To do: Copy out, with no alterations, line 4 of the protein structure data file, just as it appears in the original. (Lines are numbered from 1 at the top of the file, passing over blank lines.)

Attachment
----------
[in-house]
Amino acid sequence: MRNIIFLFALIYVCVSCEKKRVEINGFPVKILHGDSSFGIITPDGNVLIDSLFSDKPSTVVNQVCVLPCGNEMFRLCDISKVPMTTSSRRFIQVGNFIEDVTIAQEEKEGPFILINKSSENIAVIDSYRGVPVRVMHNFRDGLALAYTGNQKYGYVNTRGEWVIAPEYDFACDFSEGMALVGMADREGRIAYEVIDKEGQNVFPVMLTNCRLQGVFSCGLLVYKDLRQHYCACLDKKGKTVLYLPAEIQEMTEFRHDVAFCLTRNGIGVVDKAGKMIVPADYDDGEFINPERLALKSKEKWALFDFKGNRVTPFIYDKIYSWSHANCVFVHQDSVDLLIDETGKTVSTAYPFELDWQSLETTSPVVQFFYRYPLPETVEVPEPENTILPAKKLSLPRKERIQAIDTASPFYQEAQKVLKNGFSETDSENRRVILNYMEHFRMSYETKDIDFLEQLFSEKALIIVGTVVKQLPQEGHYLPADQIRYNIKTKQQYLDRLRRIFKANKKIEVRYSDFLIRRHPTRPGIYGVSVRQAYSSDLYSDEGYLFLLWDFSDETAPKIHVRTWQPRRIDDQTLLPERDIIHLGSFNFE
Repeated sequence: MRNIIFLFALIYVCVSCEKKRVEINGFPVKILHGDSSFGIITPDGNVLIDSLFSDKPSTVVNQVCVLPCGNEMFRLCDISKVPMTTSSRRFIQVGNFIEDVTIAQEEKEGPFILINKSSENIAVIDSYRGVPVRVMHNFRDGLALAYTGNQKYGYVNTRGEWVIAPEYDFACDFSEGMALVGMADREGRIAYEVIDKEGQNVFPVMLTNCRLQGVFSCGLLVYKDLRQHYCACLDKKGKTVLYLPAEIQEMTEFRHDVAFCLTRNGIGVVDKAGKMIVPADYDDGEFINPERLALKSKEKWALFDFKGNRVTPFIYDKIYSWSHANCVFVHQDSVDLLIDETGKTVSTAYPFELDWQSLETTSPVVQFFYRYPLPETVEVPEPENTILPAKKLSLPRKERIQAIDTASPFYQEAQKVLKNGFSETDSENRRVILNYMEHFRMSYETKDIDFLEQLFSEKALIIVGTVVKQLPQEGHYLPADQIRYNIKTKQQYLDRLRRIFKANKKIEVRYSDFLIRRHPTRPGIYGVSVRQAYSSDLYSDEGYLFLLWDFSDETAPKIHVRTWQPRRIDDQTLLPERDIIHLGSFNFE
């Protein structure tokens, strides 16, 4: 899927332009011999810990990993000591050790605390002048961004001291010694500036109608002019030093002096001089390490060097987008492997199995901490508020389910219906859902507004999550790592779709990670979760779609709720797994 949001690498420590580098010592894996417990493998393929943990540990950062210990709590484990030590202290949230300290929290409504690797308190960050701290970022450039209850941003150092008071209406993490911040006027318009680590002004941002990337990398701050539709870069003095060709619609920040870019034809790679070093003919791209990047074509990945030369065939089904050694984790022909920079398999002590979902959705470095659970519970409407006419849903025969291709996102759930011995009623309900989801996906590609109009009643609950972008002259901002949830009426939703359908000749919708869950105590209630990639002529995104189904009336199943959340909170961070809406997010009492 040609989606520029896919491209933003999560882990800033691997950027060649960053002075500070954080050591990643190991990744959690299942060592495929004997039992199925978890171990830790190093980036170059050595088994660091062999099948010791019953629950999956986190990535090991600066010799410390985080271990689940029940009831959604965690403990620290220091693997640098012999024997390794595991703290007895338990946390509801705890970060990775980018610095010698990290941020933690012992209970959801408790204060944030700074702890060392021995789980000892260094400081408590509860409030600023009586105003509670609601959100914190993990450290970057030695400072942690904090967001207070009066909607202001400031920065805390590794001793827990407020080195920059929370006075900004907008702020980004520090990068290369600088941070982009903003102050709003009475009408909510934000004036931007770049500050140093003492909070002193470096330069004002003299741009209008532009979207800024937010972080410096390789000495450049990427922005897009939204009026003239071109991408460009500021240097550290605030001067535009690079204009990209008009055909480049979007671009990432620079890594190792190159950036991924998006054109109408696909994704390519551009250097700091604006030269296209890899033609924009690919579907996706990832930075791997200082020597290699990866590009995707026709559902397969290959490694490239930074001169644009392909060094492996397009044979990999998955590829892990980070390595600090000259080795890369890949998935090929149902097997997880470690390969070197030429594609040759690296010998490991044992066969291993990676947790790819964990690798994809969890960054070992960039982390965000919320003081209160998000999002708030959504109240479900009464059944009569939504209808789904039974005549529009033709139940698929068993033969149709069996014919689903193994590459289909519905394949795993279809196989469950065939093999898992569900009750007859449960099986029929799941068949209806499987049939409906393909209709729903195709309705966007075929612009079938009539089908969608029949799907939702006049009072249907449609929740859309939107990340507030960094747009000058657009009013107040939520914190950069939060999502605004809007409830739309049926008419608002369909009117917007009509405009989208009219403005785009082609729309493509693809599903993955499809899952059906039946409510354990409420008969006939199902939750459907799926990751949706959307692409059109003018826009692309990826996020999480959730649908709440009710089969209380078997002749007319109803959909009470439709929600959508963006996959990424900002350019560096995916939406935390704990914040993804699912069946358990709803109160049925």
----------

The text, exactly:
């Protein structure tokens, strides 16, 4: 899927332009011999810990990993000591050790605390002048961004001291010694500036109608002019030093002096001089390490060097987008492997199995901490508020389910219906859902507004999550790592779709990670979760779609709720797994 949001690498420590580098010592894996417990493998393929943990540990950062210990709590484990030590202290949230300290929290409504690797308190960050701290970022450039209850941003150092008071209406993490911040006027318009680590002004941002990337990398701050539709870069003095060709619609920040870019034809790679070093003919791209990047074509990945030369065939089904050694984790022909920079398999002590979902959705470095659970519970409407006419849903025969291709996102759930011995009623309900989801996906590609109009009643609950972008002259901002949830009426939703359908000749919708869950105590209630990639002529995104189904009336199943959340909170961070809406997010009492 040609989606520029896919491209933003999560882990800033691997950027060649960053002075500070954080050591990643190991990744959690299942060592495929004997039992199925978890171990830790190093980036170059050595088994660091062999099948010791019953629950999956986190990535090991600066010799410390985080271990689940029940009831959604965690403990620290220091693997640098012999024997390794595991703290007895338990946390509801705890970060990775980018610095010698990290941020933690012992209970959801408790204060944030700074702890060392021995789980000892260094400081408590509860409030600023009586105003509670609601959100914190993990450290970057030695400072942690904090967001207070009066909607202001400031920065805390590794001793827990407020080195920059929370006075900004907008702020980004520090990068290369600088941070982009903003102050709003009475009408909510934000004036931007770049500050140093003492909070002193470096330069004002003299741009209008532009979207800024937010972080410096390789000495450049990427922005897009939204009026003239071109991408460009500021240097550290605030001067535009690079204009990209008009055909480049979007671009990432620079890594190792190159950036991924998006054109109408696909994704390519551009250097700091604006030269296209890899033609924009690919579907996706990832930075791997200082020597290699990866590009995707026709559902397969290959490694490239930074001169644009392909060094492996397009044979990999998955590829892990980070390595600090000259080795890369890949998935090929149902097997997880470690390969070197030429594609040759690296010998490991044992066969291993990676947790790819964990690798994809969890960054070992960039982390965000919320003081209160998000999002708030959504109240479900009464059944009569939504209808789904039974005549529009033709139940698929068993033969149709069996014919689903193994590459289909519905394949795993279809196989469950065939093999898992569900009750007859449960099986029929799941068949209806499987049939409906393909209709729903195709309705966007075929612009079938009539089908969608029949799907939702006049009072249907449609929740859309939107990340507030960094747009000058657009009013107040939520914190950069939060999502605004809007409830739309049926008419608002369909009117917007009509405009989208009219403005785009082609729309493509693809599903993955499809899952059906039946409510354990409420008969006939199902939750459907799926990751949706959307692409059109003018826009692309990826996020999480959730649908709440009710089969209380078997002749007319109803959909009470439709929600959508963006996959990424900002350019560096995916939406935390704990914040993804699912069946358990709803109160049925």